Down in the African branch of the world’s poverty capital, there exists a scheme which despite its fraudulent nature, is a quick path to wealth. Internet fraud, popularly known as 'Yahoo-Yahoo' in Nigeria, is the scheme. Originated in the earliest cybercafes as postal fraud in the late 1990s when the national economy started to take a dip following oil price fluctuation, has since grown into a huge racket like a highly pitched song in an opera.
In the present day, internet fraud has become an activity that countless Nigerian youths engage in to eke a living for themselves, and to fund the extravagant lifestyle of their dreams. As a result, it has grown from being an illicit activity to being a highly glorified activity. This glorification is mainly done through music, especially songs belonging to the street hop genre. In these songs, musicians can be heard giving props to the activity which funded their 'lavida loca' living and business interests or praising their friends who have become an influential G-boy.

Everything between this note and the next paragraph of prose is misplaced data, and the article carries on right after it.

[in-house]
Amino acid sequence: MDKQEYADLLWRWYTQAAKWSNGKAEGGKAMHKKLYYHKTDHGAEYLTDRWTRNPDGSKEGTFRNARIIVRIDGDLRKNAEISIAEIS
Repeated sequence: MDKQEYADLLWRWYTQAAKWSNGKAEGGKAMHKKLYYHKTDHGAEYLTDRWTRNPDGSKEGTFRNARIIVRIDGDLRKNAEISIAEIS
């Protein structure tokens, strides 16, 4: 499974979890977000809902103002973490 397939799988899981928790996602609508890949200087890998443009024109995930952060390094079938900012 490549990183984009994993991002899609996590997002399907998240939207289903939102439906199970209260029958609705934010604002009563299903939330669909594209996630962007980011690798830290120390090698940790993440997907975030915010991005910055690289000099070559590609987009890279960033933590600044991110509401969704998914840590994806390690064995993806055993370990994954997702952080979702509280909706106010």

Here are 12 top songs that referenced the popular internet fraud lifestyle in Nigeria (aka Yahoo-yahoo):
1. Yahooze- Olu Maintain
What better way to kick off this enquiry other than with one of the oldest and most influential Nigerian musical references to Yahoo-Yahoo? Released in October 2007, it was a huge hit and one of the first songs to let us into the world of G-boys. In fact it’s all in the title and while some of us may have been oblivious to what Olu Maintain was singing about, we’d all happily done the two fingers in the air dance to lines of the song like ‘ti m ba hammer, one million dollar’ Other lines like ‘Monday, Tuesday, Wednesday, Thursday, boys dey hustle’ with the follow up being about living large on the weekends also serves to capture the hard and fast ways of the Yahoo-Yahoo lifestyle.